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Wednesday, 13 December 2017

Russia, Jordan say working with US to set up Syria safe zone

AFP , Monday 11 Sep 2017
Ayman al-Safadi, Sergei Lavrov
Jordanian Foreign Minister Ayman al-Safadi (R) gives a joint press conference with Russian his Russian counterpart Sergei Lavrov at the Foreign Ministry in Amman on September 11, 2017 (Photo: AFP)
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Jordan and Russia said Monday a ceasefire brokered with the United States for southern Syria was "successful" and the next step would be to set up a safe zone there.

Jordanian Foreign Minister Ayman Safadi and his Russian counterpart Sergei Lavrov made their remarks at a joint news conference in Amman.

Jordan shares a border of more than 370 kilometres (230 miles) with Syria, where upwards of 330,000 people have been killed and millions displaced since its conflict broke out in 2011.

A ceasefire brokered by Jordan, Russia and the United States in the southern Syrian provinces of Daraa, Quneitra and Suweida has largely held since it came into force on July 9.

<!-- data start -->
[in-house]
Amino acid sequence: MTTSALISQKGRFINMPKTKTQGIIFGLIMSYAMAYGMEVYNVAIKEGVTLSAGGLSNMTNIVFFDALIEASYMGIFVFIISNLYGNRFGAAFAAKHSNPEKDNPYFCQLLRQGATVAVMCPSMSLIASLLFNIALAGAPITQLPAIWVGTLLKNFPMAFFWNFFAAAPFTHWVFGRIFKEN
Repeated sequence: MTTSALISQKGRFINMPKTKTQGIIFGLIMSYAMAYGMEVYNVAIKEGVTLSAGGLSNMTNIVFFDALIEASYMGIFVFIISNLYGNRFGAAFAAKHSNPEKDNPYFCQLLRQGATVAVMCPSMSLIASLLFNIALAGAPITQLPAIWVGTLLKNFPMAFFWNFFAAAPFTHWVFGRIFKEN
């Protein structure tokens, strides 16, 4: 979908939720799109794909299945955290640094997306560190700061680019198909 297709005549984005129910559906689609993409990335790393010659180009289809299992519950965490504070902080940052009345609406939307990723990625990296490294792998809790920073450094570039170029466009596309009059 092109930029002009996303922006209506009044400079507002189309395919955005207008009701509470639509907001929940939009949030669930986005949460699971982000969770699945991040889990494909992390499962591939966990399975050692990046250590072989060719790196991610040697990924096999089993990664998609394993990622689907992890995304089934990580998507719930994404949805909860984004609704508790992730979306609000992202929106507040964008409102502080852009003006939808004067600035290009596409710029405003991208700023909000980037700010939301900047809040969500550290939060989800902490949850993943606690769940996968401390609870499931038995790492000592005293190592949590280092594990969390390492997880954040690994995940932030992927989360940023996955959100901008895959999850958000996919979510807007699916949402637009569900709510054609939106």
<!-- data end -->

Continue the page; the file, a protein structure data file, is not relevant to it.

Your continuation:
Both Safadi and Lavrov told reporters the ceasefire had been "successful".

"We discussed issues pertaining to setting up a de-escalation zone in southeastern Syria," Lavrov said, according to an Arabic translation of remarks he made in Russian.

Safadi said Jordan, Russia and the United States were "determined to meet the objective" of setting up a safe zone in the area "as soon as possible".

He said talks were under way between the three countries to establish the zone.

De-escalation in southern Syria is part of a broader Moscow-backed plan to create four "de-escalation zones" in rebel-held parts of the country.

Russia and Iran, main allies of the Syrian government, and rebel-backer Turkey agreed in May to create the four zones in a deal aimed at bringing about a lasting truce.

Last month, Jordan government spokesman Mohamed Momani said Amman was hoping to reopen border crossings with Syria, noting that relations between the neighbours had been going in the "right direction".

The economy of Jordan, a country devoid of natural resources, has been severely affected by the closure of its borders with Iraq and Syria, which are both at war.

The United Nations says Jordan is hosting more than 650,000 Syrian refugees, but authorities in the kingdom put their actual number at 1.4 million.

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